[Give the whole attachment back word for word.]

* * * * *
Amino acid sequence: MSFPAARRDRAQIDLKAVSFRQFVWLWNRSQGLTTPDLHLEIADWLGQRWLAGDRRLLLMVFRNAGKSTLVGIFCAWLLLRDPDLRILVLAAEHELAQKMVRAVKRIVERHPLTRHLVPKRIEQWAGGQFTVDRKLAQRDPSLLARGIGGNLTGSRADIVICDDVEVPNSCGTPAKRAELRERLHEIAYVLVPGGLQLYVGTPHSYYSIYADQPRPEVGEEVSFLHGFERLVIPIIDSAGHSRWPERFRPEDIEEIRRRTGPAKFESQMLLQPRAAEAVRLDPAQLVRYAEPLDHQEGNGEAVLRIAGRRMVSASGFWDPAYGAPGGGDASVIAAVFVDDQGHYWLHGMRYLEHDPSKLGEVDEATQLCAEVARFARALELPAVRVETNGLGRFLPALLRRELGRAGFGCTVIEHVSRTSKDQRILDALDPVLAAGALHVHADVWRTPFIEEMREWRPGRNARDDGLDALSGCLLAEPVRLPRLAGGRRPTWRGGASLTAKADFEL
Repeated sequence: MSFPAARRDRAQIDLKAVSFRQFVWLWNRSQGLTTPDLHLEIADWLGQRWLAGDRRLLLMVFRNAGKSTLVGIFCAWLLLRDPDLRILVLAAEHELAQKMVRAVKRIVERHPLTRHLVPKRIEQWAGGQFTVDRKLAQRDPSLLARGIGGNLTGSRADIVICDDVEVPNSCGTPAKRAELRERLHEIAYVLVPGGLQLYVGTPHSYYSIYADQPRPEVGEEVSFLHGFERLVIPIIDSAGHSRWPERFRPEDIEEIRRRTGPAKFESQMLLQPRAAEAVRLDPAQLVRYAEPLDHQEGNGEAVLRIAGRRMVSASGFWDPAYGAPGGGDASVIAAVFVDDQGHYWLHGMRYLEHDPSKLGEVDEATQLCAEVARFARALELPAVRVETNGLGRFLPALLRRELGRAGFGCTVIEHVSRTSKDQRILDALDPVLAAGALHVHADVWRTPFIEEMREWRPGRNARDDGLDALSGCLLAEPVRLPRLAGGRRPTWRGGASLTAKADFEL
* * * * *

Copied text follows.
Amino acid sequence: MSFPAARRDRAQIDLKAVSFRQFVWLWNRSQGLTTPDLHLEIADWLGQRWLAGDRRLLLMVFRNAGKSTLVGIFCAWLLLRDPDLRILVLAAEHELAQKMVRAVKRIVERHPLTRHLVPKRIEQWAGGQFTVDRKLAQRDPSLLARGIGGNLTGSRADIVICDDVEVPNSCGTPAKRAELRERLHEIAYVLVPGGLQLYVGTPHSYYSIYADQPRPEVGEEVSFLHGFERLVIPIIDSAGHSRWPERFRPEDIEEIRRRTGPAKFESQMLLQPRAAEAVRLDPAQLVRYAEPLDHQEGNGEAVLRIAGRRMVSASGFWDPAYGAPGGGDASVIAAVFVDDQGHYWLHGMRYLEHDPSKLGEVDEATQLCAEVARFARALELPAVRVETNGLGRFLPALLRRELGRAGFGCTVIEHVSRTSKDQRILDALDPVLAAGALHVHADVWRTPFIEEMREWRPGRNARDDGLDALSGCLLAEPVRLPRLAGGRRPTWRGGASLTAKADFEL
Repeated sequence: MSFPAARRDRAQIDLKAVSFRQFVWLWNRSQGLTTPDLHLEIADWLGQRWLAGDRRLLLMVFRNAGKSTLVGIFCAWLLLRDPDLRILVLAAEHELAQKMVRAVKRIVERHPLTRHLVPKRIEQWAGGQFTVDRKLAQRDPSLLARGIGGNLTGSRADIVICDDVEVPNSCGTPAKRAELRERLHEIAYVLVPGGLQLYVGTPHSYYSIYADQPRPEVGEEVSFLHGFERLVIPIIDSAGHSRWPERFRPEDIEEIRRRTGPAKFESQMLLQPRAAEAVRLDPAQLVRYAEPLDHQEGNGEAVLRIAGRRMVSASGFWDPAYGAPGGGDASVIAAVFVDDQGHYWLHGMRYLEHDPSKLGEVDEATQLCAEVARFARALELPAVRVETNGLGRFLPALLRRELGRAGFGCTVIEHVSRTSKDQRILDALDPVLAAGALHVHADVWRTPFIEEMREWRPGRNARDDGLDALSGCLLAEPVRLPRLAGGRRPTWRGGASLTAKADFEL